Professor McAusland sat hunched over his desk, academic gown draped loosely over his shoulder, surveying his tutorial group. A dark, jowly monolith of a man with a disconcerting habit of picking his nails, his gloomy authority filled the small study in University Gardens. Joie de vivre was not his forte. A language, rather than literature scholar, he had the ability to kill stone dead any insidious hint of enthusiasm or enjoyment among his students. Outside, the rain fell steadily from a bleak November sky.
Rhona sat in cowed silence. A bright, lively girl rendered mute by the professor’s baleful presence, she knew it was her turn to receive THE BOOK. An obscure history of the early nineteenth century German novella, it came from the professor’s personal collection and was entrusted each week to the unfortunate student who was to prepare the following week’s tutorial paper. A laboured sermon, stressing the book’s rarity and value, was always delivered before the shabby-looking, frayed volume was handed over. Rhona wondered if the professor was a wee free. He was certainly miserable enough.
Leaving the Modern Languages building, Rhona stepped out into the rain. Unable to put the book in her bag, where a wet umbrella had dripped over the entire contents, she wedged it into the waistband of her jeans and set off for Partick station. Picking her way gingerly through the dark back streets, she zigzagged down to Dumbarton Road, the book safe and dry under her duffel coat.
Once settled in the 12.20 to Balloch, Rhona retrieved the book, placed it carefully in the rack and pondered on the miserable week to come. The tutorial paper would dominate her thoughts and every time she turned a page in the bloody book she would worry that it would fall to pieces. There was, certainly, the Modern Languages student party on Saturday night, normally something to look forward to, but McAusland had decreed that beer was the drink of the working classes and would not be served; Rhona feared that many of the more fanciable males would stay away.
Thoroughly fed up by the time she reached Dumbarton East, Rhona stepped out of the front carriage and unfurled her umbrella. The “blue train”, as Rhona’s granny insisted on calling it, was just drawing out of the station when the awful truth dawned. THE BOOK! The professor’s book, still in the rack, was slowly heading round the bend, up the Leven valley to Balloch, unaccompanied by any German-speaking caretaker.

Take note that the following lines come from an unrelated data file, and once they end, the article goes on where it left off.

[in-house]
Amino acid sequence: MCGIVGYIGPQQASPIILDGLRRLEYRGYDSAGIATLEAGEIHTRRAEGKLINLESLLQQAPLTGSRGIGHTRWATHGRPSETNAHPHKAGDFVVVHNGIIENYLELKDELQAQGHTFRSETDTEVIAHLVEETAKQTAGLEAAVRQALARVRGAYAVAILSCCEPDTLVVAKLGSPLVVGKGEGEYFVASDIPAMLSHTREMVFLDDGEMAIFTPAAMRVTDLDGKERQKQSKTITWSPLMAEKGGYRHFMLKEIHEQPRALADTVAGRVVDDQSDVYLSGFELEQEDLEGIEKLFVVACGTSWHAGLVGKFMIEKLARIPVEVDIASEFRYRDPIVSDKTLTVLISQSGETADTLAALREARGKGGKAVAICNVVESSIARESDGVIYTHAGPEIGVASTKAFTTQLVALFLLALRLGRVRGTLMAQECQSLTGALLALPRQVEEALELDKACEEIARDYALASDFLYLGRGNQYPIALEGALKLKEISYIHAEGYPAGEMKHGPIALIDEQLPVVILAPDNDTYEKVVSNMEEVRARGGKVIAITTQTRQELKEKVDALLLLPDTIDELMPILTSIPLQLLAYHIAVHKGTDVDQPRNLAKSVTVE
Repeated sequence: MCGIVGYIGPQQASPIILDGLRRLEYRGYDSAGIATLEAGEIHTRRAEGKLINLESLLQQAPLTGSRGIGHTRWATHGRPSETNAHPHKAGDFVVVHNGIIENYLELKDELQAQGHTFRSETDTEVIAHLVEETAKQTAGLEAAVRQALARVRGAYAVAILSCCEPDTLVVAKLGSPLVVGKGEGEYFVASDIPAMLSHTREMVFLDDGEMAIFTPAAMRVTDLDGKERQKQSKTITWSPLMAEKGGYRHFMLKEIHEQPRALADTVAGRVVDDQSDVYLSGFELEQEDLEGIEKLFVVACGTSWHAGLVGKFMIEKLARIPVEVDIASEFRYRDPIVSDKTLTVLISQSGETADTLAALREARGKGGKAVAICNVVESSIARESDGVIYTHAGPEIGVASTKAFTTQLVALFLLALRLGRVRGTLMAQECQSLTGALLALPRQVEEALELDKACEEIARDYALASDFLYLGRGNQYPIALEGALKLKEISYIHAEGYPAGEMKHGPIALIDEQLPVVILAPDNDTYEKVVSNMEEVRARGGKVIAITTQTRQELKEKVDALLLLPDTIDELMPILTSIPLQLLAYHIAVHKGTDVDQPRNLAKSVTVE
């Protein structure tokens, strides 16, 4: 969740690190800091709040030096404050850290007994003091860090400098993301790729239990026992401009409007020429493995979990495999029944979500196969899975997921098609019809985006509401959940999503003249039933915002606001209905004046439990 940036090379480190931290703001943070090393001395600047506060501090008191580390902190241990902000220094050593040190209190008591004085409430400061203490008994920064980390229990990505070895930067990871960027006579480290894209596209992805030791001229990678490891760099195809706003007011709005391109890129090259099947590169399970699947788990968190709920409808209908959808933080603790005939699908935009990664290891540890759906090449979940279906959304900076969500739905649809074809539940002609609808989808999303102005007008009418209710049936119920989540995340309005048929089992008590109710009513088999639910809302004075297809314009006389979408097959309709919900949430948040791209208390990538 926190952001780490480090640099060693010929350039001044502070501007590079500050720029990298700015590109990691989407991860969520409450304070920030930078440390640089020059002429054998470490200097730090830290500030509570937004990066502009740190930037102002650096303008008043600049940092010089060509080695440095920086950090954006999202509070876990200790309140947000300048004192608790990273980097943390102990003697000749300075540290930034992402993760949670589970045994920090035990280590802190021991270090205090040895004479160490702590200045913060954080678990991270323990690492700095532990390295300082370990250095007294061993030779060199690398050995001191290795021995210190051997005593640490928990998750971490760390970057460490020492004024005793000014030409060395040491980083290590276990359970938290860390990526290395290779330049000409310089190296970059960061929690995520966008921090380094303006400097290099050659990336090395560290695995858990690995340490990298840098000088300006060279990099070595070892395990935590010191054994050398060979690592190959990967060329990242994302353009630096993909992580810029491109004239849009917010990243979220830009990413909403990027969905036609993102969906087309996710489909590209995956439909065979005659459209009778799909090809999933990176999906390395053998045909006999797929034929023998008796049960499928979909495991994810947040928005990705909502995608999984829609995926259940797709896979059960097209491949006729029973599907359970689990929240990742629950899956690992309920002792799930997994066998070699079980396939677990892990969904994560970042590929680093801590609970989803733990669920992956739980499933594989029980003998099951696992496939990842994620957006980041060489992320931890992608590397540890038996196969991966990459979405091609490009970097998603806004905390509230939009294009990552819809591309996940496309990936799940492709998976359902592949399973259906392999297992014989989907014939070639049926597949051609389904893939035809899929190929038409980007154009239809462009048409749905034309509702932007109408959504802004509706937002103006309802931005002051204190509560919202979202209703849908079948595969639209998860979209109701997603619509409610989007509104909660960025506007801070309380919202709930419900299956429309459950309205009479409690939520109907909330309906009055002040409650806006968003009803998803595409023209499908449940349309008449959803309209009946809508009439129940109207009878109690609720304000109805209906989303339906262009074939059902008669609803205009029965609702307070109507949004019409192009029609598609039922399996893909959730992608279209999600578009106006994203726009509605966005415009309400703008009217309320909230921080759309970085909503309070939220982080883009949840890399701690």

Rhona stood on the platform, rigid with horror. A few minutes later she ran, panic-stricken, to the ticket office.
“What’s up, hen?” – Stevie Donnachie, the kindly station clerk, liked Rhona. A friend of her father, he always refused payment when she forgot her ticket, advising her to buy chips with the money instead. After listening to Rhona’s gulped story, Stevie sprang into action, phoning big Davie at Balloch station to advise him of the book’s imminent arrival.
A tense ten minutes followed until the news came through. The book had arrived safely in Balloch and Rhona should wait for the train’s return journey to retrieve the errant volume.
Too wound up to accept Stevie’s offer of a cup of tea, Rhona, cursing her own absent-mindedness, paced up and down the rain-lashed platform, waiting for the train’s return. At long last it arrived and she jumped expectantly into the front carriage. NO BOOK! Horrified, she sank into a seat as the train moved off, heading back to Glasgow. What had happened? Where was the damn book? As the train sped along the flooded plains of the Clyde estuary, enlightenment suddenly dawned. The train hadn’t turned round in Balloch. The book was in the LAST carriage.
As the train pulled into Bowling harbour Rhona jumped out and raced, panting, along the platform, heading for the rear of the train. Too late, only two carriages along, she had to jump back on, terrified of being left behind. A similar sprint against the driving rain in Old Kilpatrick brought her two-thirds of the way along the train. Would this never end?
Just before Dalmuir, the train ground to a halt. Signals. Trying to distract herself, Rhona looked around the carriage. The only other passengers were two teenage boys, clearly enjoying an away-day from school. An announcement played on a loop.
“We will shortly be arriving at Dalmuir. Passengers should take care when alighting from the train”.
“What’s fucking “alighting”?
Incomprehension established, the boys sprawled laconically over the seats, discussing where they might spend the rest of the day. Rhona watched them, wishing she possessed just one iota of their carefree contempt for authority.
Finally the train juddered into life and creaked its way into Dalmuir station. Alighting like a bullet, Rhona made a final dash along the slippery platform and stumbled into the last carriage. IT WAS THERE. The professor’s book lay safely in the rack. Drenched, now, with relief, she sat in a happy trance till the train reached Clydebank where, clutching the book, Rhona set off westwards again.
Professor McAusland directed a lugubrious stare at Rhona as she read out her tutorial paper the following week. In the normal run of things she would have awaited his verdict with trepidation. As she handed over the fraying book, however, Rhona realised that things had changed. The previous week’s misadventure had constituted the most memorable experience of her year with Professor McAusland. The book, she thought, probably felt the same.
As the professor launched into the usual palaver of the book-sermon, Rhona gazed with something approaching affection at the faded volume. She felt proprietorial – it had become HER book. She wished it well.